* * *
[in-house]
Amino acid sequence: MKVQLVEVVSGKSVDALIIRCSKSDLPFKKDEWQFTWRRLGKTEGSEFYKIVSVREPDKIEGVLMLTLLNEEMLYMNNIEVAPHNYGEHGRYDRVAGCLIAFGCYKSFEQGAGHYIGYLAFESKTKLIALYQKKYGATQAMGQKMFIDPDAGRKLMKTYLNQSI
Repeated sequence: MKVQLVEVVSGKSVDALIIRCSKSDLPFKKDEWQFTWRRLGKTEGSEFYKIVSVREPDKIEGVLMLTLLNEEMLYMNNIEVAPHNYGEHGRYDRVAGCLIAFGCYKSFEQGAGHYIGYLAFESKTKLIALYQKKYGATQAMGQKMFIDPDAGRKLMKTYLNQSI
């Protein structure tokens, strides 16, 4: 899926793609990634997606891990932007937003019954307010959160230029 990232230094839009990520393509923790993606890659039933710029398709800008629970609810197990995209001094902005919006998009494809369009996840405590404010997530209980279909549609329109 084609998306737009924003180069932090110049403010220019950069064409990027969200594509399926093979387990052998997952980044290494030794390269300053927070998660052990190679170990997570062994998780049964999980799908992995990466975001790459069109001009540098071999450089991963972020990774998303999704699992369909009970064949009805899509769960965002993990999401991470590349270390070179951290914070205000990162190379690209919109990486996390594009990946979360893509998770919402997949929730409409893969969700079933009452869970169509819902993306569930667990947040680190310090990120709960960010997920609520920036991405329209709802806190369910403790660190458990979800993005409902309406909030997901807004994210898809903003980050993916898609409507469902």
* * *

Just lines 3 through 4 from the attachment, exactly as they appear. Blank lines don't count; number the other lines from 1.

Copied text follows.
Repeated sequence: MKVQLVEVVSGKSVDALIIRCSKSDLPFKKDEWQFTWRRLGKTEGSEFYKIVSVREPDKIEGVLMLTLLNEEMLYMNNIEVAPHNYGEHGRYDRVAGCLIAFGCYKSFEQGAGHYIGYLAFESKTKLIALYQKKYGATQAMGQKMFIDPDAGRKLMKTYLNQSI
């Protein structure tokens, strides 16, 4: 899926793609990634997606891990932007937003019954307010959160230029 990232230094839009990520393509923790993606890659039933710029398709800008629970609810197990995209001094902005919006998009494809369009996840405590404010997530209980279909549609329109 084609998306737009924003180069932090110049403010220019950069064409990027969200594509399926093979387990052998997952980044290494030794390269300053927070998660052990190679170990997570062994998780049964999980799908992995990466975001790459069109001009540098071999450089991963972020990774998303999704699992369909009970064949009805899509769960965002993990999401991470590349270390070179951290914070205000990162190379690209919109990486996390594009990946979360893509998770919402997949929730409409893969969700079933009452869970169509819902993306569930667990947040680190310090990120709960960010997920609520920036991405329209709802806190369910403790660190458990979800993005409902309406909030997901807004994210898809903003980050993916898609409507469902």